DC's HIV Rate Continues to Drop
Over at the Washington Blade's site reporter Michael Lavers writes that the District of Columbia's HIV infection rate is still falling, according to new statistics from the city's Department of Health. Lavers reports key positive findings of the latest epidemiology surveillance report for DC:
The report further indicates that the number of new AIDS cases in D.C.
decreased 32 percent from 2006 to 2010, and the number of diagnoses
among men who have sex with men fell by 25 percent over the same period.
DOH noted that roughly 89 percent of the 4,879 people who tested
positive for the virus between 2005 and 2009 were connected to
HIV-specific care by the end of 2010. HIV-related deaths in D.C. also
fell by almost 50 percent from 2006 to 2010. [...]
New HIV cases in D.C. decreased 24 percent among black Washingtonians
between 2006 and 2010. Rates of new diagnoses among white D.C. residents
dropped 36 percent over the same period.
There is much to be noted and celebrated in this info, and yes, the right word to use in the thirty-first year of the AIDS epidemic in America is celebrated because there are so many good and significant developments regarding control and prevention of HIV, along with an exceptionally high rate of infection persons receiving health care services.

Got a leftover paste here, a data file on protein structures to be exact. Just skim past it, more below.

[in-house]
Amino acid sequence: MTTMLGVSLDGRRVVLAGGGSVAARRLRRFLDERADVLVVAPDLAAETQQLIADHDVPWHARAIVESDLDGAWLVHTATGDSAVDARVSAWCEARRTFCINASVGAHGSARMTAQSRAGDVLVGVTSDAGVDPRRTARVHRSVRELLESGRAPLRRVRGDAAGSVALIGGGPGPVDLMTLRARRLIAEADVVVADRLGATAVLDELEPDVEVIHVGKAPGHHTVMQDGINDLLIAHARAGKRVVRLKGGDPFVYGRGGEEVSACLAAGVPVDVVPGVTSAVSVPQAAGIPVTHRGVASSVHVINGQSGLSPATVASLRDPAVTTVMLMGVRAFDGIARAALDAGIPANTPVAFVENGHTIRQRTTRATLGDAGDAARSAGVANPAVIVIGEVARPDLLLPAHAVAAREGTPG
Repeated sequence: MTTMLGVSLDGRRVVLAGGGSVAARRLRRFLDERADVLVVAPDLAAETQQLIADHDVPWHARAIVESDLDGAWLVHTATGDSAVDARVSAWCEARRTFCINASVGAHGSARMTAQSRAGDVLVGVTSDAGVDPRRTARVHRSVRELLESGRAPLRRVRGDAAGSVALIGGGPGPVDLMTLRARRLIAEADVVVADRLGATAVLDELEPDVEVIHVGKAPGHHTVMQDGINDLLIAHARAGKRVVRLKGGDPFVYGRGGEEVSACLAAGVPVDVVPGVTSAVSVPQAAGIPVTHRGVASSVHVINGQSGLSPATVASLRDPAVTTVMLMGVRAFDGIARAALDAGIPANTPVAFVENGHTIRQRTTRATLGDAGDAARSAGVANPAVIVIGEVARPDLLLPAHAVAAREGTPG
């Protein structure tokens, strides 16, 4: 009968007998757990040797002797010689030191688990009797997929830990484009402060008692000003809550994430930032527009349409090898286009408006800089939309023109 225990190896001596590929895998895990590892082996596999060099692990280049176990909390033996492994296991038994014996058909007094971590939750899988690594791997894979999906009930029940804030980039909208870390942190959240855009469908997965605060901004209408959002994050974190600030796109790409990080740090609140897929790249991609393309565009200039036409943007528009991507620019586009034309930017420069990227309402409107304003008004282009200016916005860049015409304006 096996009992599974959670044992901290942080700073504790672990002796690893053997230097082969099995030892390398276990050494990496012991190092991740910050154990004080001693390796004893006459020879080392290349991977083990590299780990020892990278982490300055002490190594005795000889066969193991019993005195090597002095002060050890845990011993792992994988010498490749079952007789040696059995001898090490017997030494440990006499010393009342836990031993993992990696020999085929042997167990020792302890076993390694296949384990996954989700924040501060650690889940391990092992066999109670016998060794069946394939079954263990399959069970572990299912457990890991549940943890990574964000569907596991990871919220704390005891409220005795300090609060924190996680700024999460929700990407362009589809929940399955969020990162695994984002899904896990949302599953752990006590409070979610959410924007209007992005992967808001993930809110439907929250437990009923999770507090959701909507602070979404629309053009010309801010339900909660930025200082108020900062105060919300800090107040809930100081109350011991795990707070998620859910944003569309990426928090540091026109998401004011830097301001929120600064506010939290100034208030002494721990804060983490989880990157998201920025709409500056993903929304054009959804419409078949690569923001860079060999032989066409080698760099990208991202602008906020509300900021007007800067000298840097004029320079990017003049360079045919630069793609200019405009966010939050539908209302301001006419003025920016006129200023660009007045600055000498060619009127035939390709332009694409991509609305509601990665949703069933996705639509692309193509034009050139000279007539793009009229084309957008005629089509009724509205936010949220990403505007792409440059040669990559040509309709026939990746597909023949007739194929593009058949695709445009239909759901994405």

I wanted the hard numbers behind the percentages and found them in the DOH report:
The number of newly diagnosed HIV cases in the District decreased slightly from 853 cases in 2009 to 835
cases in 2010, however there has been a 24% reduction from 1,103 cases in 2006.
There have been no children born with HIV in DC since 2009. There was a 72% decrease in the number of newly diagnosed HIV cases attributable to injection drug use
from 150 in 2007 – prior to the scale up of DC’s needle exchange program – to 42 in 2010.
As if all these declines weren't enough fantastic developments, the DC DOH further reports that other sexually transmitted diseases are also continuing to fall. Excellent news all around, as the District of Columbia prepares to host the International AIDS Conference in July.
Kudos to the Blade for bringing the epidemiology to the community's attention, to the gay and bisexual men engaging in safer sexual behaviors, same goes for drug users, and applause for the policies of the local DOH and AIDS service organizations.